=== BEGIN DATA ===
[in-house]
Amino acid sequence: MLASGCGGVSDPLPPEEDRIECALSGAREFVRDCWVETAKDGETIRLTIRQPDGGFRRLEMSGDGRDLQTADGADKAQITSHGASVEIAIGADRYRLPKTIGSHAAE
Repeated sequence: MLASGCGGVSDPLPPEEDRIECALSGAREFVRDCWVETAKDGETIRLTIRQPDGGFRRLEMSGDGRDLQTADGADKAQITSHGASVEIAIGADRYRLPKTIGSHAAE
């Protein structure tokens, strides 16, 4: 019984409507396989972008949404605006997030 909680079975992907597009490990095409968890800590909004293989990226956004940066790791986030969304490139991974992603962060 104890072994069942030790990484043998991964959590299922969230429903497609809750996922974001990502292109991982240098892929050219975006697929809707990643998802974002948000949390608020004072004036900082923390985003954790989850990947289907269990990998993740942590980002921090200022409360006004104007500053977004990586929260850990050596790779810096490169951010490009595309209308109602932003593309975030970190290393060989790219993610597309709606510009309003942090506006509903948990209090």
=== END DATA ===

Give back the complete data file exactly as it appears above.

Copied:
[in-house]
Amino acid sequence: MLASGCGGVSDPLPPEEDRIECALSGAREFVRDCWVETAKDGETIRLTIRQPDGGFRRLEMSGDGRDLQTADGADKAQITSHGASVEIAIGADRYRLPKTIGSHAAE
Repeated sequence: MLASGCGGVSDPLPPEEDRIECALSGAREFVRDCWVETAKDGETIRLTIRQPDGGFRRLEMSGDGRDLQTADGADKAQITSHGASVEIAIGADRYRLPKTIGSHAAE
């Protein structure tokens, strides 16, 4: 019984409507396989972008949404605006997030 909680079975992907597009490990095409968890800590909004293989990226956004940066790791986030969304490139991974992603962060 104890072994069942030790990484043998991964959590299922969230429903497609809750996922974001990502292109991982240098892929050219975006697929809707990643998802974002948000949390608020004072004036900082923390985003954790989850990947289907269990990998993740942590980002921090200022409360006004104007500053977004990586929260850990050596790779810096490169951010490009595309209308109602932003593309975030970190290393060989790219993610597309709606510009309003942090506006509903948990209090």